December 1999/January 2000
Veterans Benefits Update
New, But Not Inexperienced
By Leonard J. Selfon, Esq., Director, Veterans Benefits Program
In the last issue of The VVA Veteran, Bill Russo, the former director of VVA’s
Veterans Benefits Program (VBP), bid you farewell. In September, Bill left VVA
and went to work at the U.S. Department of Veterans Affairs. Later that month, I
was offered his former position. Trying hard to contain my excitement, I
accepted with as much decorum as I could muster. One day later, I was on a plane
heading for Chicago.
Like the proverbial baby tossed into the water to learn how to swim, I was
plunged into an advanced VVA service representative training conference with
seasoned service representatives, members of the national Board of Directors,
and State Council officials. Should I have been intimidated? Maybe, but I wasn’t.
Everyone graciously welcomed me into the group. I could not have felt more at
Although new to VVA, I have quite a bit of experience in the field of
veterans benefits law. Between 1991 and 1998, I served as counsel to the VA
Secretary, working as a senior appellate attorney in the VA Office of the
General Counsel. My primary responsibility was to represent the VA in all
aspects of appellate litigation before the U.S. Court of Appeals for Veterans
Claims. Upon leaving the VA in October 1998, I served as a veterans law
consultant to both the Veterans Consortium Pro Bono Program and to
members of the private veterans bar.
As a long-time VA "insider," I have had exposure to many veterans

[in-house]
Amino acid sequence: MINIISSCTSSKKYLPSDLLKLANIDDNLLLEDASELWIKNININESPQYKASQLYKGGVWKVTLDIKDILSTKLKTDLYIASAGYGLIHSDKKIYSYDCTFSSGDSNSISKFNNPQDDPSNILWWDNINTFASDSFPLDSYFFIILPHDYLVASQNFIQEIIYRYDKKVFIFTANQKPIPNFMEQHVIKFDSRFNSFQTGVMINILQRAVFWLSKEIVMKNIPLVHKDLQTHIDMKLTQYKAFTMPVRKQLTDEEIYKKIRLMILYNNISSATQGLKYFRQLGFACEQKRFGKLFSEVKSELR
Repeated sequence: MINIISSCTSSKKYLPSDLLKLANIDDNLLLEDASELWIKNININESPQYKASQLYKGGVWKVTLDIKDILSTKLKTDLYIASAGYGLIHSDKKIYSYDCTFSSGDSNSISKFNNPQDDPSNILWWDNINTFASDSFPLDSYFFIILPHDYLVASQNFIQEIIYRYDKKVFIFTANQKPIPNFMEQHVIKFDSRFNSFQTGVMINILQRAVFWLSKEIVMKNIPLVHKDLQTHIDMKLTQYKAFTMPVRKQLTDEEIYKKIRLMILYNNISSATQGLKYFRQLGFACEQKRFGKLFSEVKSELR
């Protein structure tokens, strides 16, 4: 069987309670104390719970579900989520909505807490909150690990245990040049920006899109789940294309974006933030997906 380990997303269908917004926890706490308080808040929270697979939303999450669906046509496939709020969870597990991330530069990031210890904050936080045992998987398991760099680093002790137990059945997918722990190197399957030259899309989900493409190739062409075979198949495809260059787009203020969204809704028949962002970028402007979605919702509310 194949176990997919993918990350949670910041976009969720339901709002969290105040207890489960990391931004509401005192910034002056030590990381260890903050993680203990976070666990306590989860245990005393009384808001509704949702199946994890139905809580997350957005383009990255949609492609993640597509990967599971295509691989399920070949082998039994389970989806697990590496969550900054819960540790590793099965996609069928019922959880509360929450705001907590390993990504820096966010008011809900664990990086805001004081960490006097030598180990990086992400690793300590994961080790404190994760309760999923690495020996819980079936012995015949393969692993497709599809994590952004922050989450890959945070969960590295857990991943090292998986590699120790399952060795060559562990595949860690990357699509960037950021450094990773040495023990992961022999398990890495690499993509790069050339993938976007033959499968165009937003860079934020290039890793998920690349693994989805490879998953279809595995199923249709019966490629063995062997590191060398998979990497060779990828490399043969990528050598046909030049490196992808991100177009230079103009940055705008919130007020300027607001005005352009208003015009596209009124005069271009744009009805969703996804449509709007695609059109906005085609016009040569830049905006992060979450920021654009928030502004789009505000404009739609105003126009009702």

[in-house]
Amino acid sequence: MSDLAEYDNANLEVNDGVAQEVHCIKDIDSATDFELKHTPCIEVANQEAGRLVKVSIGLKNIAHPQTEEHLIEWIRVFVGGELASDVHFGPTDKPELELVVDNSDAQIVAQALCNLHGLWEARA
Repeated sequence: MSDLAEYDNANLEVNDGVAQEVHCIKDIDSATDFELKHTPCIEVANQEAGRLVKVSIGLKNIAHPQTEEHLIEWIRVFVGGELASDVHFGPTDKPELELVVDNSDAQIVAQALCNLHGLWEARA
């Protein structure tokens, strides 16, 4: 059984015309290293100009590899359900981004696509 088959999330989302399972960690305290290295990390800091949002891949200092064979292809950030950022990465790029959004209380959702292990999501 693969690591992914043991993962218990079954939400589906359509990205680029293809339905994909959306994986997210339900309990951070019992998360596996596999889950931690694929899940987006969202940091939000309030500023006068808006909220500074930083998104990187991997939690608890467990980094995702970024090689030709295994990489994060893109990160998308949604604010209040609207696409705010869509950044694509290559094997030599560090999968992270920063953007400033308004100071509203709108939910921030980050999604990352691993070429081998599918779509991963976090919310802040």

service organizations. I have long been aware of VVA’s excellent reputation
concerning veterans advocacy. Having gone up against Bill Russo and company in
court, I have the bruises to prove it. I have watched the VBP thrive since its
inception in 1994, and I am extremely proud to be a member of the VVA family.
A Winning Advocacy Tradition
The VBP has continued its tradition of maintaining a higher percentage of
Board of Veterans’ Appeals (BVA) allowances than any other veterans service
organization. Last quarter, out of all the appeals in which VVA filed briefs or
other substantive pleadings, we won 41 percent and had another 41 percent
remanded to VA regional offices for further development.
These statistics brought our allowance rate for the last fiscal year (October
1, 1998, to September 30, 1999) to 34 percent and our remand rate to 47 percent.
Once again, our win rates are much higher than the average BVA allowance rates
for all veterans service organizations for both the last quarter and fiscal
The program’s success at the BVA is the direct result of the excellent work
and dedication of our volunteer attorney, Alex P. Humphrey; the law firm of
Michael E. Wildhaber & Associates; the staff at our national office; and our
tireless service representatives.
VA's Assisting Veterans with Claims Can Be Illegal
In Morton v. West, 12 VetApp. 477 (1999), the U.S. Court of Appeals
for Veterans Claims said that it is illegal for the VA to provide even minimal
assistance in developing a claim for VA benefits if that claim is not
"well-grounded." A well-grounded claim requires a medical
diagnosis of a current disability, medical or lay evidence of the incurrence or
aggravation of a disease or injury during military service, and medical evidence
of a relationship between such disease or injury during service nad the current
The law requires that a claim for VA benefits must be well-grounded in order
to activate the VA's duty to assist the claimant with the development of
evidence. In Morton, the veteran had not submitted a well-grounded
claim. He argued, however, that language in the Va's own regulations,